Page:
Luis Rojas has spent his life on a journey through both pain and success to an understanding of the power of love. Now in his new book The Answer Is Love: A Simple Conversation About Discovering Your True Self, he shares what he has learned during his fifty-plus years on this planet.
Luis takes readers on a rollercoaster-ride of the ups and downs he has experienced, from being a childhood bedwetter and enduring childhood abuse, to finding love, becoming a successful criminal lawyer and prosecuting attorney, and then losing it all and starting over. This last experience led him to a heightened understanding of love and to insights he labels “Messages from the Universe” that he shares throughout the book.
One of my favorite passages in The Answer Is Love is when Luis describes himself as a hummingbird that flies around all sides of a situation and above it to fully understand it. In the process, he gets to the depths of a situation. This ability helped him greatly in his career to bring about true justice. As he once told a judge who asked why the DA’s office had agreed to a plea deal and lighter sentence for a defendant, “Your Honor, justice is supposed to be just, and sometimes showing love and compassion during a criminal proceeding is the right thing to do.”
At the heart of this book are questions about why suffering happens and its purpose in our lives. Of course, Luis reveals that the answer to those questions is that suffering teaches us love. For Luis, love is the most important thing on earth, and he is especially aware of what can happen when love is absent from someone’s life. He has seen love at work, and he can tell you it is real and changes lives. In fact, he calls it “the most powerful force on Earth.”
Too often, we focus on all the bad in the world, but Luis knows that focus is off-kilter. He states, “I see the news about violence and hate. It makes me sad, but I can tap into Love, knowing there are millions upon millions of acts of kindness across the world every day.” Luis is one of those who commits acts of kindness. These acts need not be big grand gestures; they can be simple moments of pausing and reacting with kindness. A perfect example is how he experienced guilt and shame as a child because he was a bedwetter. He was made to feel something was wrong with him for being unable to control his bladder. As a parent, one night he let his daughter sleep with him. When she wet the bed, she felt fear and shame over his potential reaction, but Luis used love to eradicate any feelings of guilt. His decision to tell her that bedwetting wasn’t a big deal ended a cycle of hereditary pain in the family. Such a small act of kindness was healing for both him and his daughter.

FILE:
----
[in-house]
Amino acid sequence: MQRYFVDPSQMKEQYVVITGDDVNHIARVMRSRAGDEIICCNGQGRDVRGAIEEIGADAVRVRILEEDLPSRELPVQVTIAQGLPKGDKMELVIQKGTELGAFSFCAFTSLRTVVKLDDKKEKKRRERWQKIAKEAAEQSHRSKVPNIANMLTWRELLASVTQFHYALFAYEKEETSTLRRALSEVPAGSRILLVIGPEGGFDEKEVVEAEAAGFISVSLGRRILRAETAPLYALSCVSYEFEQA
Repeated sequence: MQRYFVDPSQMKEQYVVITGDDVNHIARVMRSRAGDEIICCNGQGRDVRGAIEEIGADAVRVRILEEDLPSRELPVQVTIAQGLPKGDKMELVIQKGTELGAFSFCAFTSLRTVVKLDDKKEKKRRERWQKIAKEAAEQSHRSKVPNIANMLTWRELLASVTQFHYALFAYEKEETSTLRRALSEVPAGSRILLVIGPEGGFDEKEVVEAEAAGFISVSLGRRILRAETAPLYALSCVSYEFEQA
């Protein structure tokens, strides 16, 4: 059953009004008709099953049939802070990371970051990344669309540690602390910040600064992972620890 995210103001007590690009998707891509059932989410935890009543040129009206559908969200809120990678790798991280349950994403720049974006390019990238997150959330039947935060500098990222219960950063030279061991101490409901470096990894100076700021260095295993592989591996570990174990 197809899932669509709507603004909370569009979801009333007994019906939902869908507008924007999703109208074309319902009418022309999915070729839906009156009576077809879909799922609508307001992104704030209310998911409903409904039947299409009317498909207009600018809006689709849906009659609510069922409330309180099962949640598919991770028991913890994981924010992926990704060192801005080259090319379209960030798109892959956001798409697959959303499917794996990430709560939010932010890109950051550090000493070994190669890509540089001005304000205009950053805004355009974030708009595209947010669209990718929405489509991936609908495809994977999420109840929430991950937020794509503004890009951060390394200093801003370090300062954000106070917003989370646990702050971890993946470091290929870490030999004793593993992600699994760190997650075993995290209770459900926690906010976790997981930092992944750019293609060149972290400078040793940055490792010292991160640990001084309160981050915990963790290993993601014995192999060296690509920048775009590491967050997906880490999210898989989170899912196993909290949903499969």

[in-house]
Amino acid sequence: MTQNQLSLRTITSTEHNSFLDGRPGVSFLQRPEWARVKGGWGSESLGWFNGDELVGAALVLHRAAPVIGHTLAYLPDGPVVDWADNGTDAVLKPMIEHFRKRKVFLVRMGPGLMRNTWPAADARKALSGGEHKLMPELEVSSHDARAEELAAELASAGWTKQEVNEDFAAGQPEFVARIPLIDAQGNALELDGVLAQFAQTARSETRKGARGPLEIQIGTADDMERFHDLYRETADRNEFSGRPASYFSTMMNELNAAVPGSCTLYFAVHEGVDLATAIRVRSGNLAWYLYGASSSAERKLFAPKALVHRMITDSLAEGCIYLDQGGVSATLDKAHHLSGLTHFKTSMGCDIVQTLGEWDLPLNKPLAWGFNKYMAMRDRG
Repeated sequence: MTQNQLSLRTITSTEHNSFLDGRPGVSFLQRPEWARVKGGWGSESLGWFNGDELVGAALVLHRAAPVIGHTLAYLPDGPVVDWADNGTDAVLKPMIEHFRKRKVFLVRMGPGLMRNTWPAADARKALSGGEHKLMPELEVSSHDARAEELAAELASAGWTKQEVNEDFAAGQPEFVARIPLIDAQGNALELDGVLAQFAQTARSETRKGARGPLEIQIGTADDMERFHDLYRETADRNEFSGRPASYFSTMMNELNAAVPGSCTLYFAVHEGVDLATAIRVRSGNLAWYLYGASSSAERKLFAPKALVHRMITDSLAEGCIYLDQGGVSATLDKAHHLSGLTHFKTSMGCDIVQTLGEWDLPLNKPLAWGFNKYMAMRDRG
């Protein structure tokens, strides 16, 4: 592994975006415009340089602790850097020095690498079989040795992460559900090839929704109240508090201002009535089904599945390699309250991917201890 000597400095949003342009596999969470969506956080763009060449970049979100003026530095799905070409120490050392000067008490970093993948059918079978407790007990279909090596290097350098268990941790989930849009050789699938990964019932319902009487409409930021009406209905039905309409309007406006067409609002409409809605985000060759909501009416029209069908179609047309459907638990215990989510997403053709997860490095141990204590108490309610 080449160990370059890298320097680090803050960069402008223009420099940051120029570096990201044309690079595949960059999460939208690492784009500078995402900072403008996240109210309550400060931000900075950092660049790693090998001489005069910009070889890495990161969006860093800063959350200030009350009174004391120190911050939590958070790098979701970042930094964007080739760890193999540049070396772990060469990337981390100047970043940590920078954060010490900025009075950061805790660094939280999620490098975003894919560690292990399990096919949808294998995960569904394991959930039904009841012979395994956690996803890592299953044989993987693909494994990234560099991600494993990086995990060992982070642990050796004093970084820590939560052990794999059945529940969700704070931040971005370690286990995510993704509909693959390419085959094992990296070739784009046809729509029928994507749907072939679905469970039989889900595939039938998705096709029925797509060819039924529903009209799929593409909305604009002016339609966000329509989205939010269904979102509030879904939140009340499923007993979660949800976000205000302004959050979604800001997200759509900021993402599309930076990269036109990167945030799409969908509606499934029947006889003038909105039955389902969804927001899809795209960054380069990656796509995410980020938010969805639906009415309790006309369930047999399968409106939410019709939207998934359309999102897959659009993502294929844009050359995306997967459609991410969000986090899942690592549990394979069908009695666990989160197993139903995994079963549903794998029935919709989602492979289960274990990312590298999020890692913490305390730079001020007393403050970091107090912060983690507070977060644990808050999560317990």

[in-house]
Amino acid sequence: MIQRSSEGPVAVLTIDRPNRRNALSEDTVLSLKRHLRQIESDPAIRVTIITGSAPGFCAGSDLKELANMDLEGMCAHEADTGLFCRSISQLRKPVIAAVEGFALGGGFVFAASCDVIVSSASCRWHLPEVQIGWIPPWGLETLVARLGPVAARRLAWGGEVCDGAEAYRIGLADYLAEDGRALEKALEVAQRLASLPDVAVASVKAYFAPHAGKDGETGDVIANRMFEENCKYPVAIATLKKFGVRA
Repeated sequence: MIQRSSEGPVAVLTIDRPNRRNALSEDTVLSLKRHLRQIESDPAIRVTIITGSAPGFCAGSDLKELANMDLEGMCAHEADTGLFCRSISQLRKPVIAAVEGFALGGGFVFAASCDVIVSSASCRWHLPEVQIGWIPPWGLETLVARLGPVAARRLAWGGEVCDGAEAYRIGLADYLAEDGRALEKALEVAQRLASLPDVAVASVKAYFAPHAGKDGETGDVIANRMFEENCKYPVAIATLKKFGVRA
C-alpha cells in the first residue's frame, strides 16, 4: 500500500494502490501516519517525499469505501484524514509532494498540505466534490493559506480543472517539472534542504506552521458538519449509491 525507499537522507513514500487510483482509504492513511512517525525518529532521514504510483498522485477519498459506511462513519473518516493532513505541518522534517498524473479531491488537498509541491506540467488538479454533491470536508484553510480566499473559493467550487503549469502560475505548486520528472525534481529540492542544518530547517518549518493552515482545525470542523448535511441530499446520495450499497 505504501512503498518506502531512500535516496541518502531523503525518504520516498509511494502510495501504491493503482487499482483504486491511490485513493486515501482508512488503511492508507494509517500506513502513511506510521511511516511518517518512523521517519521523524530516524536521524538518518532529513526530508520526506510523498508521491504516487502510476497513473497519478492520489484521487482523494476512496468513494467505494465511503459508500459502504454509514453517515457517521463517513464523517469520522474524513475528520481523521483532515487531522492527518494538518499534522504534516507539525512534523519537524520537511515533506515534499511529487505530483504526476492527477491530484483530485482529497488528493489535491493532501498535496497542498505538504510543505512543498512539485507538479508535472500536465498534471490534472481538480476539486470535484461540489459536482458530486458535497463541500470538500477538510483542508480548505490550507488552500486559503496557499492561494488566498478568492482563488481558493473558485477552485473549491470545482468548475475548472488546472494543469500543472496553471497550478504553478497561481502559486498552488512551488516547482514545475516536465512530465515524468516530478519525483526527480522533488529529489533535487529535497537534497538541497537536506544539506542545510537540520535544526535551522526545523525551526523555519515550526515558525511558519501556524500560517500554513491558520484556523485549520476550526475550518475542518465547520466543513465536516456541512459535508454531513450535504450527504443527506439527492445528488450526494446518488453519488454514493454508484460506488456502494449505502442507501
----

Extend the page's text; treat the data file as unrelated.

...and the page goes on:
Luis points out that when love is absent from a situation, it is often because we are busy living in the past, bringing up old hurts or grudges, or we are living in the future, focusing on our fear of what is to come. He states, “We vacillate so quickly from the past (what did I do that made me so late) to the future (what is going to happen) that we never stop for a second to live in the now. Love exists in the present and opens the door for positive connections to the Universe and your neighbor.” In other words, when we pause to live in the present, we can find ways to be kind and let love enter in.
Another favorite passage of mine has to do with a young man Luis let off lightly after he was caught selling drugs. Luis did not want to ruin the young man’s life but hoped instead the young man would change his ways. He states: “I know some may say, ‘It’s wrong that you gave him a pass’ or ‘You should have thrown the book at him.’
“The introspective question is: What book would you have thrown at him? The Bible, the Koran, the Talmud, the Toro, the Lotus Sutra, the Bhagavad Gita, the Book of Mormon, or the Code of Hammurabi? In actuality, none of those books put forth the philosophical concept of destroying a young man’s future for having two pounds of marijuana in his trunk. To the contrary, these books speak deeply on the importance of respecting the dignity of life, being compassionate, and ‘doing unto others as you would have them do unto you.'”
I love how Luis twists the “book” definition here to broaden our perspective of the situation and remind us that all the world’s religions preach kindness. Later, Luis states, “As a former prosecutor who sent many people away, I can tell you prison is not a solution. Prison is and will always be an additional problem. Prison serves only one purpose: to instill fear, guilt, and shame onto criminals and onto those who are imprisoned. It makes you hate yourself, and with time, makes you hate others. Prison typically does this by eliminating Love from the lives of prisoners.”
Luis is on a mission to reinvigorate all of us with his message of Love and to remind us to act from a place of Love. He realizes now that writing this book is his mission. He states, “all the pain from the crashes in my life made me sober up and get back to my real mission, which is to help others. Throughout, I remembered I was a good person who was here to help others. In the end, I thanked the Universe for my shortcomings, as they were what encouraged me to write this book.”
I hope you will join Luis on this mission by taking to heart the words he shares in The Answer Is Love. It has provided me with a profound reminder of what life is truly about and made me pause and reassess situations before I reacted with fear, worry, or anger. We can all pause to find love in any situation, and when we do, lives can change.